Don't Lose Sight of Rights in Pandemic: Daily Brief

Plus: Hungary and Jordan should ensure basic rights in face of COVID-19; vulnerable communities in the US are the first ones to bear economic instability; Ugandans forced to pay for quarantine; proper medical care should be accessible to everyone, including prisoners and detainees; Sudan welcomes Human Rights Watch delegation amidst democratic transition; and Greece continues to deny the right to seek asylum.

As the coronavirus spreads, so do its human rights implications. Human Rights Watch has been investigating the human rights dimensions to COVID-19, including providing recommendations for governments in addressing the pandemic in a rights-respecting way. 

In Hungary, the government is trying to distract citizens from the coronavirus outbreak with anti-foreigner rhetoric.

Meanwhile the Jordanian government has declared a state of emergency as part of a series of measures to limit the spread of COVID-19.

In the United States, the outbreak has put a spotlight on economic inequalities and a fragile social safety net that leaves vulnerable communities to bear the economic brunt of the crisis.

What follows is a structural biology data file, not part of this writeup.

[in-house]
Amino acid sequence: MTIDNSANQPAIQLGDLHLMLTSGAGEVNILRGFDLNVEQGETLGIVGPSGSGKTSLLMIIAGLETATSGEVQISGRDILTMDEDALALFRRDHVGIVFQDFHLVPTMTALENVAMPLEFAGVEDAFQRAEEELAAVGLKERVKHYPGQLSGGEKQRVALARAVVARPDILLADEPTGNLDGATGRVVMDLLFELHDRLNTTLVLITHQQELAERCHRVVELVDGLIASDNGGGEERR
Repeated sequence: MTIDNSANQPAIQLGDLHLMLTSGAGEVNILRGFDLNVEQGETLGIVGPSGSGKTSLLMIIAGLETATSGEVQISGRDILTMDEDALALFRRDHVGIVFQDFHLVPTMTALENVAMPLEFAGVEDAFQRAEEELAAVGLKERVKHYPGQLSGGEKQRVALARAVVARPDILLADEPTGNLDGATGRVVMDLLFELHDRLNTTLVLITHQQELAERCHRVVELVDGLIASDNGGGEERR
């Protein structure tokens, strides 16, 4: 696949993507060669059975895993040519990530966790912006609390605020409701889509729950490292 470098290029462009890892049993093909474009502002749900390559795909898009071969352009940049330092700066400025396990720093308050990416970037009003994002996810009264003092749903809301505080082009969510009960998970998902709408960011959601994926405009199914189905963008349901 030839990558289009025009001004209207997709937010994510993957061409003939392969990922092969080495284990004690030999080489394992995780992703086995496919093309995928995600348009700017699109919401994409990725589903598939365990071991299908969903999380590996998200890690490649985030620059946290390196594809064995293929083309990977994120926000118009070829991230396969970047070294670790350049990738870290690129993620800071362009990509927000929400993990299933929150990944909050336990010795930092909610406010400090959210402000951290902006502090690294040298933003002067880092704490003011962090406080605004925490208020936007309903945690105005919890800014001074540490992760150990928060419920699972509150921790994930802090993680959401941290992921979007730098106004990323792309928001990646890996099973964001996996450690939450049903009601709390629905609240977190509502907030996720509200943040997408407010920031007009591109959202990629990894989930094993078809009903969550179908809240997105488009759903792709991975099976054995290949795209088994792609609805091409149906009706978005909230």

Ugandans are being forced to pay for their own mandatory COVID-19 quarantines under new measures announced by the government. 

In Pakistan, authorities should take urgent steps to ensure that prisoners and detainees have access to adequate medical care and protective measures against COVID-19.

And the same measures should be applied in the United Arab Emirates, where prisoners living with HIV have been denied regular access to lifesaving medication as the number of  COVID-19 cases increases. 

On a more positive note, last month, for the first time in more than 14 years, the Sudanese government welcomed a Human Rights Watch delegation. Kenneth Roth, who headed it, writes about Sudan's window of opportunity.

Greek authorities have denied the right to seek asylum to at least 625 people who arrived on the island of Lesbos between March 1 and 18.